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Long before the church designated December 25th as the Feast of the Nativity, or Christmas, people used to have festivals at the time of the winter solstice. These ancient celebrations were meant to dispel the darkness of encroaching winter, if only temporarily. We live in a world of central heating, electric lights, and snow removal equipment, so it’s easy for us to forget the threat that winter once presented. In the colder years, there was the actual possibility of starvation and death. (In some parts of the world today, and for the poor, winter still presents these dangers.) At a minimum, winter usually meant an extended period of isolation from one’s fellow human beings, as people hunkered down against the cold, ice and darkness. Winter was a time of struggle and a reminder of mortality.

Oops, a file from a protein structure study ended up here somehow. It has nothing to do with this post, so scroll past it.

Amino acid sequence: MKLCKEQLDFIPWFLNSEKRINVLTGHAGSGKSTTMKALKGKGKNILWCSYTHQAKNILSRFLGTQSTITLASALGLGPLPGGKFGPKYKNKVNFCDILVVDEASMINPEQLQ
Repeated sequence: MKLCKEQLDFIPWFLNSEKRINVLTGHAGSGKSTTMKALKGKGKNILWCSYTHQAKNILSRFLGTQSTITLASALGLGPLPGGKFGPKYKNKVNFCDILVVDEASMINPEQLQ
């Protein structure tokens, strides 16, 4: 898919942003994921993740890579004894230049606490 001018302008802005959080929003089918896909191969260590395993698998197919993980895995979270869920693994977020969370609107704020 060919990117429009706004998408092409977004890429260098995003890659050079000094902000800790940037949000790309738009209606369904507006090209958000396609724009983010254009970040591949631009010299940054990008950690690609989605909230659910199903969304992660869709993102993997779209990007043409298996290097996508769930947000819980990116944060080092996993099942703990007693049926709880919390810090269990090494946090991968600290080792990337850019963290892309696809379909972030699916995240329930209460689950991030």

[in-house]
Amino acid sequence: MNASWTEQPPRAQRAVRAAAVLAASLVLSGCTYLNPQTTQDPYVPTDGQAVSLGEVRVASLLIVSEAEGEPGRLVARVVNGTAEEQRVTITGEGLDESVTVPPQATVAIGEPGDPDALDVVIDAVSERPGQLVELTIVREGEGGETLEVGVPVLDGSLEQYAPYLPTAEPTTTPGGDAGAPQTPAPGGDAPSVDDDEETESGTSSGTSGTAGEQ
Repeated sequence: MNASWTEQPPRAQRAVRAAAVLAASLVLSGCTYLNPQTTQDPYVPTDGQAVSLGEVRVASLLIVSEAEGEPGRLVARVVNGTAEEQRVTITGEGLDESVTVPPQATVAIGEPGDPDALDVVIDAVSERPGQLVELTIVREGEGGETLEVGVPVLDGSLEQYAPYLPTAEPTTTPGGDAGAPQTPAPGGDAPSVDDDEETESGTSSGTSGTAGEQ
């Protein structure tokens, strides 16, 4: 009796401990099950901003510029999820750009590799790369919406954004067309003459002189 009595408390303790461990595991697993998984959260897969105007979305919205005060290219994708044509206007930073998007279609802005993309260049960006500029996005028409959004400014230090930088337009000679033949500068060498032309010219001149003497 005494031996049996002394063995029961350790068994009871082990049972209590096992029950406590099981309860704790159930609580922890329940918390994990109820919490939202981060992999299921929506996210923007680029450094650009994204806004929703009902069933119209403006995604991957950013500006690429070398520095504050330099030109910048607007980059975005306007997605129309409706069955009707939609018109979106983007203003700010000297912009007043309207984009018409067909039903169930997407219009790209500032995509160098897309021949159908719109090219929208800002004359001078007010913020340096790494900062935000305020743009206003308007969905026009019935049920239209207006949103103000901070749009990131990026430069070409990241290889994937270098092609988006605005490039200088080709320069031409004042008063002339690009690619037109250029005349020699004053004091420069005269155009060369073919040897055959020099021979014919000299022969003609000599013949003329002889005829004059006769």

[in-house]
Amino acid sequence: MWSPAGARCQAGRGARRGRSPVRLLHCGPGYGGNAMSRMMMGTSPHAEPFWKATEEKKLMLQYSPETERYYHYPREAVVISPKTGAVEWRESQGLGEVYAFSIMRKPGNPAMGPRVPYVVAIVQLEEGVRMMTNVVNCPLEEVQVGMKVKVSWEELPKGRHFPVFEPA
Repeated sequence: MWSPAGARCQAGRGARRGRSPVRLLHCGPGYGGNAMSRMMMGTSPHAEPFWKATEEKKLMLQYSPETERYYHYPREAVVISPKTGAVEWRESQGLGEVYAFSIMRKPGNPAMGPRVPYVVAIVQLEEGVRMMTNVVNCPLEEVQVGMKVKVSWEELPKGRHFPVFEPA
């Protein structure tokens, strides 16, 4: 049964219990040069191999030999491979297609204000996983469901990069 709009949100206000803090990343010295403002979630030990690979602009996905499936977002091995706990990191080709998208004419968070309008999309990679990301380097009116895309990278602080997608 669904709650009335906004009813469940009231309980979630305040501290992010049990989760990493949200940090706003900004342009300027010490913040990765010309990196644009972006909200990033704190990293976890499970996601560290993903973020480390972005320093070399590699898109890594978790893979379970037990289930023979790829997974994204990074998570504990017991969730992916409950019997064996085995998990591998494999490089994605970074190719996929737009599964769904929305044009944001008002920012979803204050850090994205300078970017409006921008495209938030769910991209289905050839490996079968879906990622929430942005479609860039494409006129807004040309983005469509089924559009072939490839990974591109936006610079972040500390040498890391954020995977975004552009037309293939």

I think of this when I read the Epiphany story. On Epiphany we read the “adults only” version of the Christian nativity story. There’s a reason we always hear Luke rather than Matthew on Christmas Eve: Matthew’s story is much darker. Matthew shows us the light of Christ against the dark background of the world into which this light came. There is a shadow side to the story of the bright Nativity star; the beautiful Epiphany story is also a winter’s tale, ringed with threat and danger.
Of all the stories in the Gospels, this may be the one that has been embellished the most. Over the centuries, the Christian imagination has transformed the mysterious visitors from the East into kings, three of them to be exact, even though Matthew says nothing about how many there were. They figure prominently in Christmas plays and pageants, in which they are given names and presented as maharajahs in opulent clothing and jeweled turbans, carrying with them all the exotic mysteries of the spice-scented East.